Congratulations to Douglas Matters Research Partnership

22 Feb 2019
LtoR: Louise Murphy (CIT formerly Douglas Matters), John Daunt (MSW Class of 2018), Cara McCarthy (MSW Class of 2018), Dr. Fiachra Ó Súilleabháin (School of Applied Social Studies, UCC) and Stephanie Tips (MSW Class of 2018)

NEWS: Our congratulations to the Douglas Matters research partnership - community group, UCC graduates and supervisor on being shortlisted for the Education Award in the Research category at The Education Award Gala in Dublin on Thursday 21st February. 

The Education Awards celebrates excellence in the third level education sector on the island of Ireland and is part of the Business River network solution which hosts over 12,000 senior level business professionals at over 30 events with a wider business network of over 25,000 people. The Awards categories highlight key areas that has positively impacted student performances and give an opportunity for educational institutions to have their achievements recognised.



The Douglas Matters project was a research collaboration under the CARL (Community/Academic Research Links) programme in UCC where community groups propose research projects which are then undertaken by students as part of their degrees. Douglas Matters consists of professionals working with young people in Douglas, a Cork south suburb. They looked for research that would give voice to both young people in Douglas as well as various stakeholders who work with them with a view to meet their needs for participation and inclusion in society.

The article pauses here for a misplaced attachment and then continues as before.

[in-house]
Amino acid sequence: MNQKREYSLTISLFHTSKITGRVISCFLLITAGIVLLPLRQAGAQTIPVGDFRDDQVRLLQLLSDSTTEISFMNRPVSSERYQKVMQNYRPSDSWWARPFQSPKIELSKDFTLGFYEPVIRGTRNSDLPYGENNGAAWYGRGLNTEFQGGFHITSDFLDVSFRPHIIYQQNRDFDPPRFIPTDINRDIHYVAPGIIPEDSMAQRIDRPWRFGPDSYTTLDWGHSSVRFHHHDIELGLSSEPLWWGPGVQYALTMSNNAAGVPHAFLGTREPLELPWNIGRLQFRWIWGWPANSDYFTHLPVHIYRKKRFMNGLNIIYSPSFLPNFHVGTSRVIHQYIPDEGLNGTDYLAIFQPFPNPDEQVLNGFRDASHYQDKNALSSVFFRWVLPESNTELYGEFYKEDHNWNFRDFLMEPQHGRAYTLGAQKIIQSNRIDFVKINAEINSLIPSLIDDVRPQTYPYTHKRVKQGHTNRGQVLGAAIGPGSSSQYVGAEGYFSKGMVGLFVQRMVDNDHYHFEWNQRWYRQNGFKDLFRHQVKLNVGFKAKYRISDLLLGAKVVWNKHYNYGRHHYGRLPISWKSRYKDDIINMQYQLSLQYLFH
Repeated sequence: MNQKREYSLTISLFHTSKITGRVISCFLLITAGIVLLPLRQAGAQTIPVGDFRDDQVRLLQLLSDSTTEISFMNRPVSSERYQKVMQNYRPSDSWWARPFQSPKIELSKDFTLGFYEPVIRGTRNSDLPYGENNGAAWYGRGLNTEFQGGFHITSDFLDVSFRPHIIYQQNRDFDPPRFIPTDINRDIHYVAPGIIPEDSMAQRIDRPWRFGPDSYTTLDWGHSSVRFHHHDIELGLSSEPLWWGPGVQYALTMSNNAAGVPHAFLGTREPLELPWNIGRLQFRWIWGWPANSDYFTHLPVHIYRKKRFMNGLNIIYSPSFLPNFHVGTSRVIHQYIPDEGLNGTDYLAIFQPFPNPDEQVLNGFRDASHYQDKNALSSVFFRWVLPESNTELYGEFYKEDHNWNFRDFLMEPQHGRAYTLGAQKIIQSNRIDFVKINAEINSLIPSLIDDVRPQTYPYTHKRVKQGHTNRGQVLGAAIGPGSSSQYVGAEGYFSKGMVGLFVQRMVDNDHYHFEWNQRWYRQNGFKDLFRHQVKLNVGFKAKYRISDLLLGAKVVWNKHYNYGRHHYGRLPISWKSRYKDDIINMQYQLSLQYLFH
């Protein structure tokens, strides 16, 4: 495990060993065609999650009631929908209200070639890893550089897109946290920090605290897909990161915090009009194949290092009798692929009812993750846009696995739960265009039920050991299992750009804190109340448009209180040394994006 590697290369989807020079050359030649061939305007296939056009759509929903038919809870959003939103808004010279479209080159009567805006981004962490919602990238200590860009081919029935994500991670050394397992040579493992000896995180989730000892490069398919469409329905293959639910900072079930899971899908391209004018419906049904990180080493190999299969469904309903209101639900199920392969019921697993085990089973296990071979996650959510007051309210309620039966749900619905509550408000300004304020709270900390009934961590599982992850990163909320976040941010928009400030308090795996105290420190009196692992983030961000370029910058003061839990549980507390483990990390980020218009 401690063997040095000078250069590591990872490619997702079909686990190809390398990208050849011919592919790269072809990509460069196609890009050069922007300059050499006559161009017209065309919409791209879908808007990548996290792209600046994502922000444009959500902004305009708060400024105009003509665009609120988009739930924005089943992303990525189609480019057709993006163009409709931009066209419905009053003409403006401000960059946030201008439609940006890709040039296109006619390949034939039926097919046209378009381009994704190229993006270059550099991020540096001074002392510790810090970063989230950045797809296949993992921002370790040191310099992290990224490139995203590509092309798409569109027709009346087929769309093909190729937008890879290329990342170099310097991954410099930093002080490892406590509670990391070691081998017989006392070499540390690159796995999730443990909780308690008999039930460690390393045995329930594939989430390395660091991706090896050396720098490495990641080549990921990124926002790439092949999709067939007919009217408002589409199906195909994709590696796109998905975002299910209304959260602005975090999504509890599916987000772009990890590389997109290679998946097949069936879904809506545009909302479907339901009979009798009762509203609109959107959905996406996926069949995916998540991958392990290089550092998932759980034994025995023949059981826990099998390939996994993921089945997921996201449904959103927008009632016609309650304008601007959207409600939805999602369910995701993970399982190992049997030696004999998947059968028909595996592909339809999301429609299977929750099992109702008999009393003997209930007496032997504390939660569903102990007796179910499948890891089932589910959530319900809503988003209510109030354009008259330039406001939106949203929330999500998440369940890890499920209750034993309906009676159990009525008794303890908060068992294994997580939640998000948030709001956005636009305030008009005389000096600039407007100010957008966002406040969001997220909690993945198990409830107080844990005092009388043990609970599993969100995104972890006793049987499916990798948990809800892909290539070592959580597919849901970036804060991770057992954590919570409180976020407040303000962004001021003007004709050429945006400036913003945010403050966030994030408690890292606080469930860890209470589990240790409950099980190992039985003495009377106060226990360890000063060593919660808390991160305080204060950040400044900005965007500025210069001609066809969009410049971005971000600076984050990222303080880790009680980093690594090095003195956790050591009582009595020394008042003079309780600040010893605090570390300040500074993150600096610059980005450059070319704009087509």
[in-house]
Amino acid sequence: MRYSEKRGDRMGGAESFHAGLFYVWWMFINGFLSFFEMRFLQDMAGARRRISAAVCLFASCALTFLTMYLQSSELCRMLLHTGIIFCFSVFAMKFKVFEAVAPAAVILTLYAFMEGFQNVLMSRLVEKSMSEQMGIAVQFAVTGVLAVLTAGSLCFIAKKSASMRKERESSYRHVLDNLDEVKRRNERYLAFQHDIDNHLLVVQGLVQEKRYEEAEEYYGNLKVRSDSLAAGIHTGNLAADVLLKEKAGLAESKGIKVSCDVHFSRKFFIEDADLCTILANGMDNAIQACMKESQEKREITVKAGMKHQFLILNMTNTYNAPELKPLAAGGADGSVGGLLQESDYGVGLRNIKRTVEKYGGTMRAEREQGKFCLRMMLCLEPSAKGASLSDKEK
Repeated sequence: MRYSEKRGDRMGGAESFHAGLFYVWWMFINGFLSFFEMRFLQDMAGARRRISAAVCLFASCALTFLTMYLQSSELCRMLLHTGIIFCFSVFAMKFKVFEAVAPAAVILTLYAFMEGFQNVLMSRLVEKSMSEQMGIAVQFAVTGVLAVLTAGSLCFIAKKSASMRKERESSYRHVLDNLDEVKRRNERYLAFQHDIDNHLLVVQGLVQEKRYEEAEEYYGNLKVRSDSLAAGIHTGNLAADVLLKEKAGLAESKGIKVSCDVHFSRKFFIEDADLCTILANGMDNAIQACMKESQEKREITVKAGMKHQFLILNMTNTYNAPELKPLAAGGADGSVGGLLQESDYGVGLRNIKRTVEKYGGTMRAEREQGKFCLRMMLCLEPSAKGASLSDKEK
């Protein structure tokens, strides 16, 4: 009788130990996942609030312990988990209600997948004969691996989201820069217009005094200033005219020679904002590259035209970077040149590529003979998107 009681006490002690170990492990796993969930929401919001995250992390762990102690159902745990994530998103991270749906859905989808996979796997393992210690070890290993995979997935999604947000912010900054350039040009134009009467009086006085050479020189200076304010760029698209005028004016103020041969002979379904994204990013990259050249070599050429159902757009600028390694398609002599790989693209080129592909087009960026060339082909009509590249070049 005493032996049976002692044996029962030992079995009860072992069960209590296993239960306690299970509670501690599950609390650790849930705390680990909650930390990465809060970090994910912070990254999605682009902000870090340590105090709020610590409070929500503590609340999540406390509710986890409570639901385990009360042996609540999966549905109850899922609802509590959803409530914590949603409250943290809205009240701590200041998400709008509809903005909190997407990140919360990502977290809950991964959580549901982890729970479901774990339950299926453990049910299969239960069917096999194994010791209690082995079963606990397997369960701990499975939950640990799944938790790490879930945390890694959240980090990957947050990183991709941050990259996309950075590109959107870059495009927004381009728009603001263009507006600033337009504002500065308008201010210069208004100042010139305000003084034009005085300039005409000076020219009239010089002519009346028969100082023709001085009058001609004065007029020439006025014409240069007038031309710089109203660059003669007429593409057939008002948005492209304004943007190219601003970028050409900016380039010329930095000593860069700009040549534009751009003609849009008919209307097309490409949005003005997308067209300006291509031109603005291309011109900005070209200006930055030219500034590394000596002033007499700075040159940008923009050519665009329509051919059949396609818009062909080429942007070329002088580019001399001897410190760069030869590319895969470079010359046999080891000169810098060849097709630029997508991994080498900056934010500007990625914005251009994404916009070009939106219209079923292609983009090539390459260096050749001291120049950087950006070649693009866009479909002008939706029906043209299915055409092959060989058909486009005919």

Three Master of Social Work students undertook the project as part of their final year dissertations. The first student, Stephanie Tips, collected views of young people by using Photo-voice (young people photographed various locations in their community and described their feelings of inclusion/exclusion) and doing individual interviews with young people. A second student, John Daunt, asked transition year’s students from three schools in the suburb to give their views on youth services by completing questionnaires. Thirdly, Cara McCarthy, explored the perspectives of six adult stakeholders in Douglas on the social issues arising for young people in the community.

The three projects were supervised by Dr Fiachra Ó Súilleabháin, social work lecturer, and conducted in close partnership with the group through liaison person Louise Murphy, former youth justice worker in the Douglas Garda Youth Diversion Project.

Findings from the three research projects concluded that young people in Douglas feel excluded in many parts of the community, where some adults perceive young people in a negative light.

Recommendations include the establishment of a youth café and a local youth council where young people can have a voice and support the work to make Douglas a better place to grow up in.


Civic & Community Engagement

Comhpháirteachas Cathartha agus Pobail

University College Cork, Cork, Ireland,